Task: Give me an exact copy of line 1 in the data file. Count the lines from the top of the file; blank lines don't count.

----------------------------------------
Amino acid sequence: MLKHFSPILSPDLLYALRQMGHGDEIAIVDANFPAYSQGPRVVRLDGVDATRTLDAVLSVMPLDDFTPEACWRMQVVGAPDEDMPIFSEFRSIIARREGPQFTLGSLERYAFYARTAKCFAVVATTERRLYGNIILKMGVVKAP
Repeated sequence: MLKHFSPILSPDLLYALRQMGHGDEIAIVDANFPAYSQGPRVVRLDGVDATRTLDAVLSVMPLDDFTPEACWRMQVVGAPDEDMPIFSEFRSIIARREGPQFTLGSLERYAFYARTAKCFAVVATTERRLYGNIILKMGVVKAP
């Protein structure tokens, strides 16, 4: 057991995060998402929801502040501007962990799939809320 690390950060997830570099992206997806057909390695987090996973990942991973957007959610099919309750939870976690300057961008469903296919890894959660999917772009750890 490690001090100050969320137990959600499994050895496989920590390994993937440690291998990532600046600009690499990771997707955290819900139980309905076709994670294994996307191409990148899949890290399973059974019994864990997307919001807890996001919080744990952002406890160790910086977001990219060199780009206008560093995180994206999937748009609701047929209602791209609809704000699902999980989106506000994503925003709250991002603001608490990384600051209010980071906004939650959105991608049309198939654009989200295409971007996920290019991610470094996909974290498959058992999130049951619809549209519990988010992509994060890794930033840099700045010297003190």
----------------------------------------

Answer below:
Amino acid sequence: MLKHFSPILSPDLLYALRQMGHGDEIAIVDANFPAYSQGPRVVRLDGVDATRTLDAVLSVMPLDDFTPEACWRMQVVGAPDEDMPIFSEFRSIIARREGPQFTLGSLERYAFYARTAKCFAVVATTERRLYGNIILKMGVVKAP